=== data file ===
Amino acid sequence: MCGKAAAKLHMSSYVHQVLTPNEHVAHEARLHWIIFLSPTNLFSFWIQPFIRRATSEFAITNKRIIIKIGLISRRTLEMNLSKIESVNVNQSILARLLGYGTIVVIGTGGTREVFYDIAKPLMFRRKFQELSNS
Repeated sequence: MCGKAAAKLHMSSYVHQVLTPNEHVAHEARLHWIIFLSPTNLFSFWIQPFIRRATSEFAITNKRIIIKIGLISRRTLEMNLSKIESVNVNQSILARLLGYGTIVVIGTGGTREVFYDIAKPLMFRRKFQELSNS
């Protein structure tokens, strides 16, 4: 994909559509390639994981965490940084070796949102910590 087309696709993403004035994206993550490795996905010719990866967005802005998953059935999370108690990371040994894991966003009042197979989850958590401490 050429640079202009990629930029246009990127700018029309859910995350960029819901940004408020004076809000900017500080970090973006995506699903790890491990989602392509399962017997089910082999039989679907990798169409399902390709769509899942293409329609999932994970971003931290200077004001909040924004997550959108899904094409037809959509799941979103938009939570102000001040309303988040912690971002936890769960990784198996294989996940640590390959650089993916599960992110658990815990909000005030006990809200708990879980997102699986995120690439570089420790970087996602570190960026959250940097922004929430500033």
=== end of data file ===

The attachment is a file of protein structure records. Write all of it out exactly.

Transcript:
Amino acid sequence: MCGKAAAKLHMSSYVHQVLTPNEHVAHEARLHWIIFLSPTNLFSFWIQPFIRRATSEFAITNKRIIIKIGLISRRTLEMNLSKIESVNVNQSILARLLGYGTIVVIGTGGTREVFYDIAKPLMFRRKFQELSNS
Repeated sequence: MCGKAAAKLHMSSYVHQVLTPNEHVAHEARLHWIIFLSPTNLFSFWIQPFIRRATSEFAITNKRIIIKIGLISRRTLEMNLSKIESVNVNQSILARLLGYGTIVVIGTGGTREVFYDIAKPLMFRRKFQELSNS
């Protein structure tokens, strides 16, 4: 994909559509390639994981965490940084070796949102910590 087309696709993403004035994206993550490795996905010719990866967005802005998953059935999370108690990371040994894991966003009042197979989850958590401490 050429640079202009990629930029246009990127700018029309859910995350960029819901940004408020004076809000900017500080970090973006995506699903790890491990989602392509399962017997089910082999039989679907990798169409399902390709769509899942293409329609999932994970971003931290200077004001909040924004997550959108899904094409037809959509799941979103938009939570102000001040309303988040912690971002936890769960990784198996294989996940640590390959650089993916599960992110658990815990909000005030006990809200708990879980997102699986995120690439570089420790970087996602570190960026959250940097922004929430500033």